When Social Networking Goes Bad…

Remember I mentioned a two year old died earlier this week and his mother tweeted about the whole ordeal right after it was happening. Anyhow the shit hit the fan in regards to it. And this is why social networking, at least in the extent that this mother had done (sponsorship deals, thousands of followers, etc…) can go bad.

The national media managed to pick up on it. Not because of the fact that the child died, but rather because she literally was tweeting when he was dying. Not that this makes it her fault, accidents happen, and this accident happens to be one that happens far too often, and to the best of parents. But the fact that she was on Twitter has brought up many questions in general about Social Networks and the usage of them by people.

It’s a balance really, some make money from it, some just use it as a way to release and talk with people, and some take it way too far. Do I know if the mother in this case took it too far? I don’t know. She made a living from it, so I can’t say it was taking it too far. I mean who wouldn’t want to make a living that way? Sadly her form of making a living has now backfired and come around to really bite her in the ass. I think her Blogging and Social Networking career is officially over.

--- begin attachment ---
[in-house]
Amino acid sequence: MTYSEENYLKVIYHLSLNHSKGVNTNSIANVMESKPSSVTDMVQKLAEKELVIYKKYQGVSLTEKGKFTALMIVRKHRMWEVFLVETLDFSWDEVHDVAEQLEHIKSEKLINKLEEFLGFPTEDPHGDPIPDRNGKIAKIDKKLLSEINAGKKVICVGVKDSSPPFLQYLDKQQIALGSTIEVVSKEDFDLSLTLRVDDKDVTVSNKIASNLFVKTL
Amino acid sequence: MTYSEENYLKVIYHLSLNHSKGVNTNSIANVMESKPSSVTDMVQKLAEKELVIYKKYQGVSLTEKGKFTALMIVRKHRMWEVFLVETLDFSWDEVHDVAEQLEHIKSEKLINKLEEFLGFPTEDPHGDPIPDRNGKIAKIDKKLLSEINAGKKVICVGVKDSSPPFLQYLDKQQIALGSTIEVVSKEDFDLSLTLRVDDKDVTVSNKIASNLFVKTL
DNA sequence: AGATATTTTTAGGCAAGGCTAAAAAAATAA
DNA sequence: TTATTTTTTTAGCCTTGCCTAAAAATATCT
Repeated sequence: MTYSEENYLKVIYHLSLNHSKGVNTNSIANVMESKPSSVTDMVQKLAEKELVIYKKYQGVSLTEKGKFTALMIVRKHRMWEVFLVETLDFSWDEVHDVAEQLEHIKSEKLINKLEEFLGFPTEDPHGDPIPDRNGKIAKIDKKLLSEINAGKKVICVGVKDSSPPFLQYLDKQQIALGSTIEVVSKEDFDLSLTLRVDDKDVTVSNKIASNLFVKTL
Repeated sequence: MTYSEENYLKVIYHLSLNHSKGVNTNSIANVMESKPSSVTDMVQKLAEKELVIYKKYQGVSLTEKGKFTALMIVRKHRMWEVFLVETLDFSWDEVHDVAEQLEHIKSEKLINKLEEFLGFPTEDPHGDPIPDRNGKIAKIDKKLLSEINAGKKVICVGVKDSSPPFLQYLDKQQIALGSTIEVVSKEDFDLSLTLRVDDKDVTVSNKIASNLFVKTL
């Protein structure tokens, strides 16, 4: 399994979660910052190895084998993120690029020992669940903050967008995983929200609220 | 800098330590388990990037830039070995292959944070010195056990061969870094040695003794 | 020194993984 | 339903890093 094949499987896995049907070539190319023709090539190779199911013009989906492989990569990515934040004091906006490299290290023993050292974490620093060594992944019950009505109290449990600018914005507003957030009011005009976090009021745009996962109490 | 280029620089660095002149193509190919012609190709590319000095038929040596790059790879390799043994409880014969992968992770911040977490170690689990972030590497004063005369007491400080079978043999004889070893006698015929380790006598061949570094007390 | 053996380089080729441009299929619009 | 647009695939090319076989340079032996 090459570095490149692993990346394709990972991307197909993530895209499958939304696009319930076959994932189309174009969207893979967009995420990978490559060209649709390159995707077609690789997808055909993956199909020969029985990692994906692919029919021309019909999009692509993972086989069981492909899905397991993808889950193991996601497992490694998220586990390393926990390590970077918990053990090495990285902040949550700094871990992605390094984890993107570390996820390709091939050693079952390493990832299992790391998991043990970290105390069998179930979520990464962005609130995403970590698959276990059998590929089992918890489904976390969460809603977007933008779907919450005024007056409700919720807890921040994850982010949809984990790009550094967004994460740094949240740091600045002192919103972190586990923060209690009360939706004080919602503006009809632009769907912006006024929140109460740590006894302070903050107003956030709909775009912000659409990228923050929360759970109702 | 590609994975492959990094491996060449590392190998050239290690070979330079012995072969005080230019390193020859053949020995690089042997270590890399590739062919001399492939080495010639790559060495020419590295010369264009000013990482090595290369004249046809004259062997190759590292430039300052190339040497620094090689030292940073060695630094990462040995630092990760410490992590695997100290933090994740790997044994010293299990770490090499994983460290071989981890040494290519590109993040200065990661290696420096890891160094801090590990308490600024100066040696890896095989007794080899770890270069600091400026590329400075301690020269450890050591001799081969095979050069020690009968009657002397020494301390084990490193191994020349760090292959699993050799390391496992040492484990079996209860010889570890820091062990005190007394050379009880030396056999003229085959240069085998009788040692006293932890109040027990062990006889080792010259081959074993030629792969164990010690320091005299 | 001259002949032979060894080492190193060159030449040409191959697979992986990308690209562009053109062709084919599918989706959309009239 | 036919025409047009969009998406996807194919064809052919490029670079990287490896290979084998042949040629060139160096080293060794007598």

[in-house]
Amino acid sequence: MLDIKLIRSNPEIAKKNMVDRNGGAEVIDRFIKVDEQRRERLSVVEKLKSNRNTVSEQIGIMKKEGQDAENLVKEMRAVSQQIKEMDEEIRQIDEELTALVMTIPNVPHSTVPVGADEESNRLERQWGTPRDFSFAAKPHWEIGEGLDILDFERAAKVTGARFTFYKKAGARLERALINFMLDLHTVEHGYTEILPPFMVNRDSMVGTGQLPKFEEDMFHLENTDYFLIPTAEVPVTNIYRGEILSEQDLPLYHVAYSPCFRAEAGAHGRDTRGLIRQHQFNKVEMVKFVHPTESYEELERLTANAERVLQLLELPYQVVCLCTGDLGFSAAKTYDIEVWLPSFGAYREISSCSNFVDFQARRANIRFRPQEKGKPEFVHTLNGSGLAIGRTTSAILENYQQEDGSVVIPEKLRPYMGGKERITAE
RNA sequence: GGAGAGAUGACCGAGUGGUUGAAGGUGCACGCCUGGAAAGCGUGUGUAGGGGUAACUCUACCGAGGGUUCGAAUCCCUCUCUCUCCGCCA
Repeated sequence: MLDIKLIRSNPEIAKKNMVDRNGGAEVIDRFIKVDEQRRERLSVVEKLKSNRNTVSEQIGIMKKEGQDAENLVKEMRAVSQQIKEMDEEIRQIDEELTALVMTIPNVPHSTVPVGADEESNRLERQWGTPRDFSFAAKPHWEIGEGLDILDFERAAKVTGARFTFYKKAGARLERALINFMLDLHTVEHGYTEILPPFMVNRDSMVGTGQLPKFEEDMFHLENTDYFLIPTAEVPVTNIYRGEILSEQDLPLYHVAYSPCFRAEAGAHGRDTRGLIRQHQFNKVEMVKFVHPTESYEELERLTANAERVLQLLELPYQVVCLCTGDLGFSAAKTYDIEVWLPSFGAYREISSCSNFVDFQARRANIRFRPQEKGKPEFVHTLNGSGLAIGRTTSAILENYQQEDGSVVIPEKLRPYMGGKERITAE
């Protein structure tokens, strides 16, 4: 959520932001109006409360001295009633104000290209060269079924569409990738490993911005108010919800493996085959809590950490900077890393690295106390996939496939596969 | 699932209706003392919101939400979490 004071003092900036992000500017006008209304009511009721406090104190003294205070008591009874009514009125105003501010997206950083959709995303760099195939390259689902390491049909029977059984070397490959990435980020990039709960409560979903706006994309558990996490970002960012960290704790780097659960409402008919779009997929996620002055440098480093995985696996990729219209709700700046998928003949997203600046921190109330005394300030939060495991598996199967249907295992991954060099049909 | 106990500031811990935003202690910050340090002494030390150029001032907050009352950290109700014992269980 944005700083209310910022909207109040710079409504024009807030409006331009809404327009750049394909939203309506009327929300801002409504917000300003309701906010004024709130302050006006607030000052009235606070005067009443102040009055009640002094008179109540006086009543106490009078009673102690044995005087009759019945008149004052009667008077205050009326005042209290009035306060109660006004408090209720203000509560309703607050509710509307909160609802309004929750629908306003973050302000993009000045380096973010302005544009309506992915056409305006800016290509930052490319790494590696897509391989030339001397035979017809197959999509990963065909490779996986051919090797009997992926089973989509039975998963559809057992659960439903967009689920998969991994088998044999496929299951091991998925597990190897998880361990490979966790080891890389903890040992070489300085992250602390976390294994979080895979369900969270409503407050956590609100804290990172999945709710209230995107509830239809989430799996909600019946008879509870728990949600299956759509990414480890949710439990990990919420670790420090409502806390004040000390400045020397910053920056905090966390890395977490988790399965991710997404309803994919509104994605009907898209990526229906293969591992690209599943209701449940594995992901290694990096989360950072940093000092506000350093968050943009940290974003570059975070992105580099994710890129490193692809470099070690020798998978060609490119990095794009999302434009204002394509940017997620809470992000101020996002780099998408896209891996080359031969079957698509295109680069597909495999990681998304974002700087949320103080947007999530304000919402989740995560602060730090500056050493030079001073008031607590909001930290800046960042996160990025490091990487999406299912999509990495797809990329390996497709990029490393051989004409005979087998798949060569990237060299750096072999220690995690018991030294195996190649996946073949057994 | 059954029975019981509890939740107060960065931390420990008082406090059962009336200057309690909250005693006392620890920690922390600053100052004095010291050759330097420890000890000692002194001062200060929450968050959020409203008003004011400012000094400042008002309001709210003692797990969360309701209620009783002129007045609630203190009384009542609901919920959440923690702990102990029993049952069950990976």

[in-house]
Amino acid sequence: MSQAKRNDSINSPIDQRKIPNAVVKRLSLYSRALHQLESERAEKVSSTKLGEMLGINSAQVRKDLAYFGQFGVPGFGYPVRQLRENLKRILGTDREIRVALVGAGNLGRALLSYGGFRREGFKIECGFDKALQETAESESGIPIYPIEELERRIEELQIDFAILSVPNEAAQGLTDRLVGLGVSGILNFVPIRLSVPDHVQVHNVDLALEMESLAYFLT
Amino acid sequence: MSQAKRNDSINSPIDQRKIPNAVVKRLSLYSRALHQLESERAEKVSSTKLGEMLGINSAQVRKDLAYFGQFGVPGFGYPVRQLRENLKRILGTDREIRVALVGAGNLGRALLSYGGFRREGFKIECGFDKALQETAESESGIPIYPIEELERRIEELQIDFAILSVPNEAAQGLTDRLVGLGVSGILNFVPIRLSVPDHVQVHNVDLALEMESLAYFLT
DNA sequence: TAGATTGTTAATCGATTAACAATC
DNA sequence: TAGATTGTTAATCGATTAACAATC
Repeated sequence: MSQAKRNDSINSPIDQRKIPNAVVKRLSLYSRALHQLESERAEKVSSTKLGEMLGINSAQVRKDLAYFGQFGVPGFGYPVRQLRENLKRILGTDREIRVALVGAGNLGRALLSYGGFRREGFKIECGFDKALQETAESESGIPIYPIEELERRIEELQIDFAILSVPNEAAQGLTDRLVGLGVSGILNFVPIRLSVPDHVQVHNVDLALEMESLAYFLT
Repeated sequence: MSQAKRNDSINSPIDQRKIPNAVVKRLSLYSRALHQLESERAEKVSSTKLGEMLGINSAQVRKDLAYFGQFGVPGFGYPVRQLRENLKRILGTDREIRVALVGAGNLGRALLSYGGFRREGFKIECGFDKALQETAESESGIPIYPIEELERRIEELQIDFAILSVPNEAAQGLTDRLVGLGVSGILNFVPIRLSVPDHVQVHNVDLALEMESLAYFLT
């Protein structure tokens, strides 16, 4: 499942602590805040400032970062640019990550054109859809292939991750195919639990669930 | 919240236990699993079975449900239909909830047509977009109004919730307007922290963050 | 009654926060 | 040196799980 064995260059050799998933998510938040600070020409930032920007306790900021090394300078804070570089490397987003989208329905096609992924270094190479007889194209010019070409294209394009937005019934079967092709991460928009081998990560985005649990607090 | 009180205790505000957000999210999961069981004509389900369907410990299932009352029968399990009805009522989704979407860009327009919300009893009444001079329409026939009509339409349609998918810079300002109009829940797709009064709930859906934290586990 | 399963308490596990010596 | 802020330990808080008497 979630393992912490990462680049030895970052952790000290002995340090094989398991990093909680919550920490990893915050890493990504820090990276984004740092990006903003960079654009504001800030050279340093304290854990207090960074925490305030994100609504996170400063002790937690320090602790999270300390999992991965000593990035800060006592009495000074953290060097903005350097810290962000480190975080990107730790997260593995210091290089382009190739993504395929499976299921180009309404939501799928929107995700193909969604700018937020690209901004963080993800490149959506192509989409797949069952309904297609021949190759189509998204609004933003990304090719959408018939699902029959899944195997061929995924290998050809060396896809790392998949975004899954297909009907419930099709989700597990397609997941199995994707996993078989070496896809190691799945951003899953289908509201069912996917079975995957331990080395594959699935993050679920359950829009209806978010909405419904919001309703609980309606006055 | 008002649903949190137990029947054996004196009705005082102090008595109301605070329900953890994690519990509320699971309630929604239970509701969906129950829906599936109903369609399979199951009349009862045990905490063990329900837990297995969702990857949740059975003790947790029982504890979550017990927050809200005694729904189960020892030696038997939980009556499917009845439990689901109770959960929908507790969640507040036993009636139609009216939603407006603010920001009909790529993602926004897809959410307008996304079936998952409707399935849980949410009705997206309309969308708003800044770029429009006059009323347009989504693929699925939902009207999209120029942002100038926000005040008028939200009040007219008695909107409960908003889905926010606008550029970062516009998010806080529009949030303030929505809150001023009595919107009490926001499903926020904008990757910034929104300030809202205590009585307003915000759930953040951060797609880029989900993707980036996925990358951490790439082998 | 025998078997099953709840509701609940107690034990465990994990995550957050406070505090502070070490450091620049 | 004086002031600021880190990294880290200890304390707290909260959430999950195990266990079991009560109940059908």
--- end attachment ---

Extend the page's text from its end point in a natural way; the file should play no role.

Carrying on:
What’s happened is she broadcast her life all over the internet, tweeting nearly all day about her activities. Then this horrible thing happens, and she does what she normally does, tweets about it. Well some people find the tweeting just odd, can’t believe the story, and then there were just some morons, and managed to light a wild fire of fights on Twitter.

One person in particular seems to have taken the wrath of the Mommy Blogger community, and it’s only fueled her to be more and more vocal about her judgement on the situation, so much so that she’s appearing on MSNBC and in papers. What the outrage from the Mommy Blogger community has also done is ignited interest by news media outlets in the story in general, and they’re trying to contact the family for information and responses to the vocal few who are talking. Of course the family wants nothing to do with it, they want their privacy and to be left alone.

Now this I would typically agree with, and think that it should have been that way from the beginning, but how can you go from broadcasting your life all day to thousands of people, to telling people to leave you alone and give you privacy? And this is where Social Networking in this manner can be harmful. When you’ve reached Mommy Blogger celebrity status, privacy sort of flies out the window. It’s like Tiger Woods asking for privacy. It doesn’t work that way. You live your life in the lime light, people are going to want answers, and sadly they’ll want them from you.